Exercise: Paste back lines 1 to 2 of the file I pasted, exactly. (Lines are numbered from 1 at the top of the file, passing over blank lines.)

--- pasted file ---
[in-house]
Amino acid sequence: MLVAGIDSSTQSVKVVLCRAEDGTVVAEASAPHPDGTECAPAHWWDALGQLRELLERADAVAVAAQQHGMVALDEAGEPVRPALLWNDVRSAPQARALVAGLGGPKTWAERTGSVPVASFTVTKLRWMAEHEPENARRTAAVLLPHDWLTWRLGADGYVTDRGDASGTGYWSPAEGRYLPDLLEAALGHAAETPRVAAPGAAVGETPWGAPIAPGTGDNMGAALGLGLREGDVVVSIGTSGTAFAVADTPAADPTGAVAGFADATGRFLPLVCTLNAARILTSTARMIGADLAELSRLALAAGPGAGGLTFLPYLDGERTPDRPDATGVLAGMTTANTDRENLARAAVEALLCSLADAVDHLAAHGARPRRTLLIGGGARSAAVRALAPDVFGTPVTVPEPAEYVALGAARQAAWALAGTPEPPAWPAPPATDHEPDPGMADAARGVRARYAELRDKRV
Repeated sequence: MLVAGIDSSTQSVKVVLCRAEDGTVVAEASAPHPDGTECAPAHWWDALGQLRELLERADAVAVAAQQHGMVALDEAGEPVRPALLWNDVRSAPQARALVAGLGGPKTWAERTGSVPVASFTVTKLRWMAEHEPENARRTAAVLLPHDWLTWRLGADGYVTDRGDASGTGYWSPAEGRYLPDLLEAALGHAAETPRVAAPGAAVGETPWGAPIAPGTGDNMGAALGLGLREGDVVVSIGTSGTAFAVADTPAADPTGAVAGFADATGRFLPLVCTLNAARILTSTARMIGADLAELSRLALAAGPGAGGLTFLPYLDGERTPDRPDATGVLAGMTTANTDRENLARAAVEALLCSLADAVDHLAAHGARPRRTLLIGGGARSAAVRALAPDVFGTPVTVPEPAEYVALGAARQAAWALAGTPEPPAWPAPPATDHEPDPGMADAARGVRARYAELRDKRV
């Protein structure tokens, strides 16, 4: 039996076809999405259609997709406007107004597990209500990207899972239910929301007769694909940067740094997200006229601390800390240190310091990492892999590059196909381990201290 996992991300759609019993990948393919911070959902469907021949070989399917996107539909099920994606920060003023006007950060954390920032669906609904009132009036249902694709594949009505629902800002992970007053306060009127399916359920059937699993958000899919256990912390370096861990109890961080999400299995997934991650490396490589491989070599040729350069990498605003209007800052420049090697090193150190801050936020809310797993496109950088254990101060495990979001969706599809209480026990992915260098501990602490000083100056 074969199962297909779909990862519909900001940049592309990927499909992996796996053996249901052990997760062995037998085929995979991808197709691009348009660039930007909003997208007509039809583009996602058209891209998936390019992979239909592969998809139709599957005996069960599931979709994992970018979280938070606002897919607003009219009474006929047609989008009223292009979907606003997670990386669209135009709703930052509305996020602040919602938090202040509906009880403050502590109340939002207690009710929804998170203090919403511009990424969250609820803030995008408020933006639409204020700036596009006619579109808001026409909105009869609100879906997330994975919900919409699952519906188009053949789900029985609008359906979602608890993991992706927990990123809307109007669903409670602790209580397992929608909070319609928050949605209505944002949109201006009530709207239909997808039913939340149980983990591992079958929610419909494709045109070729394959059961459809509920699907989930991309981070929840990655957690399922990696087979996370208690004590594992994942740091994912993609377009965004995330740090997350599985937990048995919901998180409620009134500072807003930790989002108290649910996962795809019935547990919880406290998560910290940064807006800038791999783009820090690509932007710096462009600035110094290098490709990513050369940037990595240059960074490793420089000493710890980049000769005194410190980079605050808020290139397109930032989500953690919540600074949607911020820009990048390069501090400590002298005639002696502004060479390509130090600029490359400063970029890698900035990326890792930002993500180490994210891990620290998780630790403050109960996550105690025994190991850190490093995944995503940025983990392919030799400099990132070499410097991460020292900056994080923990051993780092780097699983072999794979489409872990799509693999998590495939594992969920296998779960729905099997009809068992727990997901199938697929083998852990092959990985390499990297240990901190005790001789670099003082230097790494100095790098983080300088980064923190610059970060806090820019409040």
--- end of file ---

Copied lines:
[in-house]
Amino acid sequence: MLVAGIDSSTQSVKVVLCRAEDGTVVAEASAPHPDGTECAPAHWWDALGQLRELLERADAVAVAAQQHGMVALDEAGEPVRPALLWNDVRSAPQARALVAGLGGPKTWAERTGSVPVASFTVTKLRWMAEHEPENARRTAAVLLPHDWLTWRLGADGYVTDRGDASGTGYWSPAEGRYLPDLLEAALGHAAETPRVAAPGAAVGETPWGAPIAPGTGDNMGAALGLGLREGDVVVSIGTSGTAFAVADTPAADPTGAVAGFADATGRFLPLVCTLNAARILTSTARMIGADLAELSRLALAAGPGAGGLTFLPYLDGERTPDRPDATGVLAGMTTANTDRENLARAAVEALLCSLADAVDHLAAHGARPRRTLLIGGGARSAAVRALAPDVFGTPVTVPEPAEYVALGAARQAAWALAGTPEPPAWPAPPATDHEPDPGMADAARGVRARYAELRDKRV